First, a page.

What to do When Buying Out a Partition Property Owner

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“My mother owns a two family house with her brother in law that is fully paid for, so presently their is no mortgage. They both are presently living in the house. He recently remarried and his wife wants to sell his half of the house so they can buy another house out of state. My mother does not want to sell. I was thinking of buying his half so my mother could continue to live there and rent it out to my sister. ( or would it be better if she bought him out)? Do I need an attorney, and how do you go about doing this legally? How do I determine a fair price especially since it is an old house and I do not want to over pay for it? His wife is hungry for money and is already over estimating the value of the home. The house is in a commercial area, does not have a drive way, and most of the houses around it have been on the market for more than a year. The neighborhood isn’t that great either. Shouldn’t that be taken into consideration when I try to negotiate price to buy?”

[NOTE: Articles and answers on DearEsq., while written and published by lawyers, do not constitute legal advice, and no attorney-client relationship is formed by your reading of this information. You should always consult with an attorney for any legal situations.]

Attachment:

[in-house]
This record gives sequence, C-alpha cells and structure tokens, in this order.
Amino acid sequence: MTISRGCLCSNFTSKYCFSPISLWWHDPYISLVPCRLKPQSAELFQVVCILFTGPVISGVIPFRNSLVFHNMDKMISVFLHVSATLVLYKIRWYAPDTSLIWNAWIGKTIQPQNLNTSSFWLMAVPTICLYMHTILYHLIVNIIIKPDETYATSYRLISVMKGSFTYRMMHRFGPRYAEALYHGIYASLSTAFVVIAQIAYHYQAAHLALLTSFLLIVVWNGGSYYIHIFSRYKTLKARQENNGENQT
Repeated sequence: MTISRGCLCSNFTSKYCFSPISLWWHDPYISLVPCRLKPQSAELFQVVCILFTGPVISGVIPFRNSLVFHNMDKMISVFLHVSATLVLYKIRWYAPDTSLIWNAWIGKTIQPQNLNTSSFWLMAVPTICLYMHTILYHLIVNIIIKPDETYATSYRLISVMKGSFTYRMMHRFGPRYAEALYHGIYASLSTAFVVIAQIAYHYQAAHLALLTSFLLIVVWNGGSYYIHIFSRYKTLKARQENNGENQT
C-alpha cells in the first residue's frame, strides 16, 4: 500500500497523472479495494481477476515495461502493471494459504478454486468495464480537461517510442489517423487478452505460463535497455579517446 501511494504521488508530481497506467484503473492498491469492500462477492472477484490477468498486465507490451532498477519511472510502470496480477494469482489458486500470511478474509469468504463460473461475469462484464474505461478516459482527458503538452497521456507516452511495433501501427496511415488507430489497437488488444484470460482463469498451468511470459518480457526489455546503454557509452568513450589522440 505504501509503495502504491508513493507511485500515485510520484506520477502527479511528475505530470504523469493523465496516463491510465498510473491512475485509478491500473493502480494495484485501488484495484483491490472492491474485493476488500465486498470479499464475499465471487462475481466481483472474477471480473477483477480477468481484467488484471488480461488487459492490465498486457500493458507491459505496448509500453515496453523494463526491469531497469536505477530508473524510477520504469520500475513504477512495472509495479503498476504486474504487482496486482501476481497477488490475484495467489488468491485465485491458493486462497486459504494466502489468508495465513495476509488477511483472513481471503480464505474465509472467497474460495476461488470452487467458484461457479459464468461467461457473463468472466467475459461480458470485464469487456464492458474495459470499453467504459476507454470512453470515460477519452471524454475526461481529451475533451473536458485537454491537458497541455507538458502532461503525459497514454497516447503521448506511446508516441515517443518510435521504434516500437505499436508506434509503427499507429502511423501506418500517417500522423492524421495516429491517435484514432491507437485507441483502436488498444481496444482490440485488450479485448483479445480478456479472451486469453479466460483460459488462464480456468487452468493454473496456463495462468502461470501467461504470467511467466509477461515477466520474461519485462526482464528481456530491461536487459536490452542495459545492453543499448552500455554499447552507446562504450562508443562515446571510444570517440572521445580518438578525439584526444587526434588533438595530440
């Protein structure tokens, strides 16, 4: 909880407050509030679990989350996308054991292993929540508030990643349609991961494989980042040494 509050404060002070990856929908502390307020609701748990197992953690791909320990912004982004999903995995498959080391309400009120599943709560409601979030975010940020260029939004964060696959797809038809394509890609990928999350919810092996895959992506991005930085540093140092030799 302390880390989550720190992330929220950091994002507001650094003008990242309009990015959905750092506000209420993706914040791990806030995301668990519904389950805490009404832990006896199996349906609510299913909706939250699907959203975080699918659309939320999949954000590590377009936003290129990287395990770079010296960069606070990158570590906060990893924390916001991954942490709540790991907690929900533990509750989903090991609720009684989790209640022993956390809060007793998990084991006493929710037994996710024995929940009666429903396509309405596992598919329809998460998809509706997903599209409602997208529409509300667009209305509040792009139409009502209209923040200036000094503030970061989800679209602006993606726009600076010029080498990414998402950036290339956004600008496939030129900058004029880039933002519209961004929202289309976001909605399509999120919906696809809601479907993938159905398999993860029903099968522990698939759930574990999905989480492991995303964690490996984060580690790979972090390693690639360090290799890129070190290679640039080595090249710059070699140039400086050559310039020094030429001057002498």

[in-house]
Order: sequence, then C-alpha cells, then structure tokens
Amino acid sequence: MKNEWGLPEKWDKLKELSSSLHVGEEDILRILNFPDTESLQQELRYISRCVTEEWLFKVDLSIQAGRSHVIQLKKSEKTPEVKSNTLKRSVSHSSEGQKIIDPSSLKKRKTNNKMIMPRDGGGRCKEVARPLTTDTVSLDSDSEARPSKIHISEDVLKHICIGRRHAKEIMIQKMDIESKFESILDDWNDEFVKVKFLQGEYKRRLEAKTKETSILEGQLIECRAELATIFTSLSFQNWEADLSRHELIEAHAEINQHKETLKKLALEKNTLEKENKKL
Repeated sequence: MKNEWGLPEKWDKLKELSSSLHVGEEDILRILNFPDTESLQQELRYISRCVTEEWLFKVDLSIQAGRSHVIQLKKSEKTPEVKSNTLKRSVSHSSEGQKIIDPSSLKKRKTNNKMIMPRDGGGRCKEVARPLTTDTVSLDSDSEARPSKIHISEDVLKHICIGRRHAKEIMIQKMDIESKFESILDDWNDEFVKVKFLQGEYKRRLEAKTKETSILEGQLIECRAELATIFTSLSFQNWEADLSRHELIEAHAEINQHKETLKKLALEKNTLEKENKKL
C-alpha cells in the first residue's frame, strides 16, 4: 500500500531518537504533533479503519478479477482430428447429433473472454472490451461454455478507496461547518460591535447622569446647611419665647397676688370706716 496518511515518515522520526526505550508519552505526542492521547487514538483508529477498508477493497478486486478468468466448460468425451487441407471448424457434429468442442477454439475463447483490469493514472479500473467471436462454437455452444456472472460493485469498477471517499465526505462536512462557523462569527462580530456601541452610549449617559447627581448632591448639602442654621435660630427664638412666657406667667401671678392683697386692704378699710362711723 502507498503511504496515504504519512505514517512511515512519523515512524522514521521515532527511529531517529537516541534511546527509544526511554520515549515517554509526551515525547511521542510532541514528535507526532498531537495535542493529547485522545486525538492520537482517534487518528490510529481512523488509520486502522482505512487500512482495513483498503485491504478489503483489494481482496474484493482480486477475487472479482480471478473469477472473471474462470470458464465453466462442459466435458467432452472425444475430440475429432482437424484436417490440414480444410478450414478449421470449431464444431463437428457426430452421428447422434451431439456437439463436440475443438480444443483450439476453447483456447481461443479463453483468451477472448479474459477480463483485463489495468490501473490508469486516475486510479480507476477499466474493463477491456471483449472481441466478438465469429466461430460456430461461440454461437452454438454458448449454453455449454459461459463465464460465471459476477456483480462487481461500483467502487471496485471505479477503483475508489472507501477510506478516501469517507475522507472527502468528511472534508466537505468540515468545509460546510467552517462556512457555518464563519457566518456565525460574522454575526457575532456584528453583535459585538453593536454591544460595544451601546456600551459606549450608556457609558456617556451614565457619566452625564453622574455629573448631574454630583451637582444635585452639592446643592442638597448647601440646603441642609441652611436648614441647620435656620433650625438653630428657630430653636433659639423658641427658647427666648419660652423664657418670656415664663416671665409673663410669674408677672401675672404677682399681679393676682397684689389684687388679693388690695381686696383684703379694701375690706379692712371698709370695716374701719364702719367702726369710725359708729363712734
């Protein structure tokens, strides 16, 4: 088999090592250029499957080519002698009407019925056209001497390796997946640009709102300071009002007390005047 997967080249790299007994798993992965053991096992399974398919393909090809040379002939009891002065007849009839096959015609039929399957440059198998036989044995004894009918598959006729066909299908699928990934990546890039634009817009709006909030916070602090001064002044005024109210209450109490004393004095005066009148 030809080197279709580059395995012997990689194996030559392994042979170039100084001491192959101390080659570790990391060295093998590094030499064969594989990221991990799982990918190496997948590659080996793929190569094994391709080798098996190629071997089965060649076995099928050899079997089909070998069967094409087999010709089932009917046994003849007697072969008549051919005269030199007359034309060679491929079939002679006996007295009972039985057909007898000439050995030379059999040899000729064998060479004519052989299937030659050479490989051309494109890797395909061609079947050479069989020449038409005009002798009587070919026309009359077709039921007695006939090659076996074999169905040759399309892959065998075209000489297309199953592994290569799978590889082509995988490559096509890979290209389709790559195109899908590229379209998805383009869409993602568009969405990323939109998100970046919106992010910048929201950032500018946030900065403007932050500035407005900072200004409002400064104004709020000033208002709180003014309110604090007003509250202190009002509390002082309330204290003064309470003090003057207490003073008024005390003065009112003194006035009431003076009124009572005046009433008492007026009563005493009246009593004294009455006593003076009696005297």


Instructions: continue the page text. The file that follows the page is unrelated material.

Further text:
You are probably not legally required to have an attorney for this transaction, but it would be a very good idea to have one. The cost of an attorney who can properly draft the necessary paperwork will be more than made up for on the back end if something goes wrong.

Whether it would be better for you to buy and have your sister rent, or for her to buy directly, is mainly a financial question. It depends on your financial situations and also your tax positions.

As for valuing the purchase, that is a tricky business. There are professionals whose job is to put values on real estate. They are called appraisers, and you could agree to hire one and buy at the appraised value. An appraiser would likely take into consideration the factors that you mentioned, as well as the fact that you’re only buying a part interest in the property. However, if you don’t want to pay for an appraiser, it’s pretty much down to what the parties agree to.



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Author: House Attorney

A house attorney has answered this question.

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